The new mobile phone scam – and how everyone is in danger
Scammers are using a simple trick to steal people’s mobile phone numbers and use them to access their personal data, including emails and bank accounts.
With basic information such as your account number and date of birth, fraudsters can move a mobile phone number to a different carrier. Given that a lot of important accounts use two-factor authentication via text message, this could give scammers control over someone’s digital world.
Adelaide couple Dea and Jamie have become one of the latest victims to an increasingly common crime known as fraudulent phone porting, also referred to as SIM-swapping.
Jamie said his phone suddenly lost all service on Friday, April 26. He initially dismissed it as a billing issue, but realised something was wrong when he checked his emails and found that his Gmail password had been changed.
He then checked his bank account.
“I was able to get in so the password hadn’t been changed but a fair sum of money had been taken from our joint wedding account,” he told Yahoo News Australia.
Seeing that $8,500 had been wiped off, the couple attempted to freeze their bank accounts on Dea’s phone.
“Being Friday night – and we were supposed to be at dinner – made it so hard,” said Dea. “We had to get in contact with so many people.”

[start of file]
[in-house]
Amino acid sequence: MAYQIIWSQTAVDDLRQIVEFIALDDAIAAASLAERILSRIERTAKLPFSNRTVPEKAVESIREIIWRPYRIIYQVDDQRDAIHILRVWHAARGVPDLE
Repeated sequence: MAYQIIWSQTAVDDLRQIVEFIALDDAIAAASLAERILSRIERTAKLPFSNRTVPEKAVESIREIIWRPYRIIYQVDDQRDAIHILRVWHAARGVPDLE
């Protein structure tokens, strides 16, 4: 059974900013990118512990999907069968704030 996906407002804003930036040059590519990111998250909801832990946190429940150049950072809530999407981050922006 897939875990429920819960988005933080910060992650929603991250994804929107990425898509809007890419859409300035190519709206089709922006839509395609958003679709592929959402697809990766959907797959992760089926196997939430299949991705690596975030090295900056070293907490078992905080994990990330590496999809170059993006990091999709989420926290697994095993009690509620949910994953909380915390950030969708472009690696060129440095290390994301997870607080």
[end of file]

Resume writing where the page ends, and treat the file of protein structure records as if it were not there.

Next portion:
These attacks are often conducted on Friday afternoons to give scammers maximum time to hack into victims’ accounts.
The couple said they were surprised by how little information was needed to port a number illegally.
“[Optus] didn’t really give me a good idea of how someone had done it, but we figured out that all you need to deal with customer support and pretend to be someone was the phone number, date of birth and their full name,” said Jamie.
“That’s information that can be quite accessible through data mining or social media. I just thought it was incredible really.”
Optus confirmed that it only requires a “mobile service number along with an account number or date of birth” to port a number to a new SIM, following the guidelines set by the Australian Communications and Media Authority.
While Jamie and Dea got their money back, Jamie was locked out of some of his accounts for 30 days. The couple also said they were “disgusted” by the lack of care from Optus throughout the ordeal.
In 2017, Sydney woman Deborah Brodie fell victim to illegal phone porting on the eve of the Queen’s birthday long weekend. Apart from having her iTunes and bank accounts hacked, she was also unable to get in touch with her business’s customers and clients for five days.
“This is a new scam that’s happening more and more,” Brodie told news.com.au. “Is it the phone companies that have to do better? I think it is.”